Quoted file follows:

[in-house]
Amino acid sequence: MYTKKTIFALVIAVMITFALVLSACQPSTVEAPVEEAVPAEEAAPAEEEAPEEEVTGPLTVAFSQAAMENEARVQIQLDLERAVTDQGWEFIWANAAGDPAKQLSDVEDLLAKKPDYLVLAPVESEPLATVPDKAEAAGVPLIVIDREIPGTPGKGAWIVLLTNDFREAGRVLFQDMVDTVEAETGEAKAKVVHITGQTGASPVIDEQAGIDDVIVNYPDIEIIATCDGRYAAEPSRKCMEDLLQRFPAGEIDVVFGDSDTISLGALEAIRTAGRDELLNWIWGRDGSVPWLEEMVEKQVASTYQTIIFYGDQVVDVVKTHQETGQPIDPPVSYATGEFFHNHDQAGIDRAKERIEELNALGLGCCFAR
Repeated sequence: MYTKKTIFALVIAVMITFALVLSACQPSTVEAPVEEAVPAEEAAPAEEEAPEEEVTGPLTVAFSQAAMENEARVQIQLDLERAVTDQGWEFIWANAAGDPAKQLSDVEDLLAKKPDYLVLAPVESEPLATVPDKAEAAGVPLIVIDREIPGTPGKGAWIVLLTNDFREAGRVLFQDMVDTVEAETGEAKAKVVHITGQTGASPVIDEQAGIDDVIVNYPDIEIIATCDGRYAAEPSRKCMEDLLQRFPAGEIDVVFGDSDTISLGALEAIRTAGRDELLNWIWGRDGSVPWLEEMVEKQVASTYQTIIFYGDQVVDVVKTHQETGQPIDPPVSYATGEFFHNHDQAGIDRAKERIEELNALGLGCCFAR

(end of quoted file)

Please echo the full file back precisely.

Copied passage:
[in-house]
Amino acid sequence: MYTKKTIFALVIAVMITFALVLSACQPSTVEAPVEEAVPAEEAAPAEEEAPEEEVTGPLTVAFSQAAMENEARVQIQLDLERAVTDQGWEFIWANAAGDPAKQLSDVEDLLAKKPDYLVLAPVESEPLATVPDKAEAAGVPLIVIDREIPGTPGKGAWIVLLTNDFREAGRVLFQDMVDTVEAETGEAKAKVVHITGQTGASPVIDEQAGIDDVIVNYPDIEIIATCDGRYAAEPSRKCMEDLLQRFPAGEIDVVFGDSDTISLGALEAIRTAGRDELLNWIWGRDGSVPWLEEMVEKQVASTYQTIIFYGDQVVDVVKTHQETGQPIDPPVSYATGEFFHNHDQAGIDRAKERIEELNALGLGCCFAR
Repeated sequence: MYTKKTIFALVIAVMITFALVLSACQPSTVEAPVEEAVPAEEAAPAEEEAPEEEVTGPLTVAFSQAAMENEARVQIQLDLERAVTDQGWEFIWANAAGDPAKQLSDVEDLLAKKPDYLVLAPVESEPLATVPDKAEAAGVPLIVIDREIPGTPGKGAWIVLLTNDFREAGRVLFQDMVDTVEAETGEAKAKVVHITGQTGASPVIDEQAGIDDVIVNYPDIEIIATCDGRYAAEPSRKCMEDLLQRFPAGEIDVVFGDSDTISLGALEAIRTAGRDELLNWIWGRDGSVPWLEEMVEKQVASTYQTIIFYGDQVVDVVKTHQETGQPIDPPVSYATGEFFHNHDQAGIDRAKERIEELNALGLGCCFAR